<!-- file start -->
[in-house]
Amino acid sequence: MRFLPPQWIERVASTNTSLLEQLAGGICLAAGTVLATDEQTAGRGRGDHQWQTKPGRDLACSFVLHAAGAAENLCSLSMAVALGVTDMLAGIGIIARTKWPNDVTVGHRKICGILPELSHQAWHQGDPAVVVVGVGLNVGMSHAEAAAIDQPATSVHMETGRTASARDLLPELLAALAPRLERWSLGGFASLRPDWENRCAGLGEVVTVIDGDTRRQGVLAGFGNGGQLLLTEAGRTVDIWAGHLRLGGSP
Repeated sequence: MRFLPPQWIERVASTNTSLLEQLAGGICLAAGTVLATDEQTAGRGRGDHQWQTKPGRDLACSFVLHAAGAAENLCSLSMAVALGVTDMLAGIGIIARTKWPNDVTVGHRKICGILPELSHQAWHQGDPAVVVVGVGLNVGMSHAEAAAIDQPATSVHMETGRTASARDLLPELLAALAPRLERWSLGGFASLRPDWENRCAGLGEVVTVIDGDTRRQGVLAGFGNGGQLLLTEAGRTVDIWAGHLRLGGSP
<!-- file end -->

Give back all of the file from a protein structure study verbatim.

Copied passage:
[in-house]
Amino acid sequence: MRFLPPQWIERVASTNTSLLEQLAGGICLAAGTVLATDEQTAGRGRGDHQWQTKPGRDLACSFVLHAAGAAENLCSLSMAVALGVTDMLAGIGIIARTKWPNDVTVGHRKICGILPELSHQAWHQGDPAVVVVGVGLNVGMSHAEAAAIDQPATSVHMETGRTASARDLLPELLAALAPRLERWSLGGFASLRPDWENRCAGLGEVVTVIDGDTRRQGVLAGFGNGGQLLLTEAGRTVDIWAGHLRLGGSP
Repeated sequence: MRFLPPQWIERVASTNTSLLEQLAGGICLAAGTVLATDEQTAGRGRGDHQWQTKPGRDLACSFVLHAAGAAENLCSLSMAVALGVTDMLAGIGIIARTKWPNDVTVGHRKICGILPELSHQAWHQGDPAVVVVGVGLNVGMSHAEAAAIDQPATSVHMETGRTASARDLLPELLAALAPRLERWSLGGFASLRPDWENRCAGLGEVVTVIDGDTRRQGVLAGFGNGGQLLLTEAGRTVDIWAGHLRLGGSP